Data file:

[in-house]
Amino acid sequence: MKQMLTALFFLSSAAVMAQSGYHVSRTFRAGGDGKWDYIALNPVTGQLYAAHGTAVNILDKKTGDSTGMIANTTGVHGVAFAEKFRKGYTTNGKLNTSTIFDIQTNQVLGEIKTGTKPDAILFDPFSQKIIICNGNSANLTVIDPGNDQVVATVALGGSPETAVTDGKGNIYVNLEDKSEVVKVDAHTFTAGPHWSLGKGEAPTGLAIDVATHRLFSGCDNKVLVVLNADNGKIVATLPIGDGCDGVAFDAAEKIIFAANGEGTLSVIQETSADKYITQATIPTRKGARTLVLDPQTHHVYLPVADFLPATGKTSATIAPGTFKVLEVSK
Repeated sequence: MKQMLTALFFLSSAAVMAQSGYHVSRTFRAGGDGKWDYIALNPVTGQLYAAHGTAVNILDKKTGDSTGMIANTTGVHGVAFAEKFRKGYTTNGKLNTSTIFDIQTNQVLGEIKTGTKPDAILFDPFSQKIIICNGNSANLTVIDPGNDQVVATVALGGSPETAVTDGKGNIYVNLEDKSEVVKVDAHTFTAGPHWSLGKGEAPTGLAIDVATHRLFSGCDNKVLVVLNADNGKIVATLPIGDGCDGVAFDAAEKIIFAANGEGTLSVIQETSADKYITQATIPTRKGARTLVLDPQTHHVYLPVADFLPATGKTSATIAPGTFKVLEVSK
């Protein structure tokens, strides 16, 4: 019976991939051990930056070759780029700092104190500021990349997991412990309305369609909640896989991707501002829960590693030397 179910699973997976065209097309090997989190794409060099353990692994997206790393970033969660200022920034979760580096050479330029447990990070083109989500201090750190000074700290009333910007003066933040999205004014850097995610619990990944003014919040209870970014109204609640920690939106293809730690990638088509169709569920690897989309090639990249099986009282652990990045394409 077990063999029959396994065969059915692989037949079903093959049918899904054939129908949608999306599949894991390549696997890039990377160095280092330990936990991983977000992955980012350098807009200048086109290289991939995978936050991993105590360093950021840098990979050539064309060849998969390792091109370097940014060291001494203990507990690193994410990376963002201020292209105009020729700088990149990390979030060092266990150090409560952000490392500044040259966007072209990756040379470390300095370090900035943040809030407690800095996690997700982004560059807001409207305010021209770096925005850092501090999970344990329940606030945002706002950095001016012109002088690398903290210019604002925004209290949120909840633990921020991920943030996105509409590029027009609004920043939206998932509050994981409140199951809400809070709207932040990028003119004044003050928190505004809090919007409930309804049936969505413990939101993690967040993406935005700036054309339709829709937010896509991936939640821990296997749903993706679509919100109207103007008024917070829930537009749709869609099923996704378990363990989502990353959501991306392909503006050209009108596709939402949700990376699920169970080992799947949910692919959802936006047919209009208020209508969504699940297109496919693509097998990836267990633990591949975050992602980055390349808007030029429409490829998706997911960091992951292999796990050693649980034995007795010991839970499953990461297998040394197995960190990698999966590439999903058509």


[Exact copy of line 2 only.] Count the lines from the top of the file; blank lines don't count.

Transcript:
Amino acid sequence: MKQMLTALFFLSSAAVMAQSGYHVSRTFRAGGDGKWDYIALNPVTGQLYAAHGTAVNILDKKTGDSTGMIANTTGVHGVAFAEKFRKGYTTNGKLNTSTIFDIQTNQVLGEIKTGTKPDAILFDPFSQKIIICNGNSANLTVIDPGNDQVVATVALGGSPETAVTDGKGNIYVNLEDKSEVVKVDAHTFTAGPHWSLGKGEAPTGLAIDVATHRLFSGCDNKVLVVLNADNGKIVATLPIGDGCDGVAFDAAEKIIFAANGEGTLSVIQETSADKYITQATIPTRKGARTLVLDPQTHHVYLPVADFLPATGKTSATIAPGTFKVLEVSK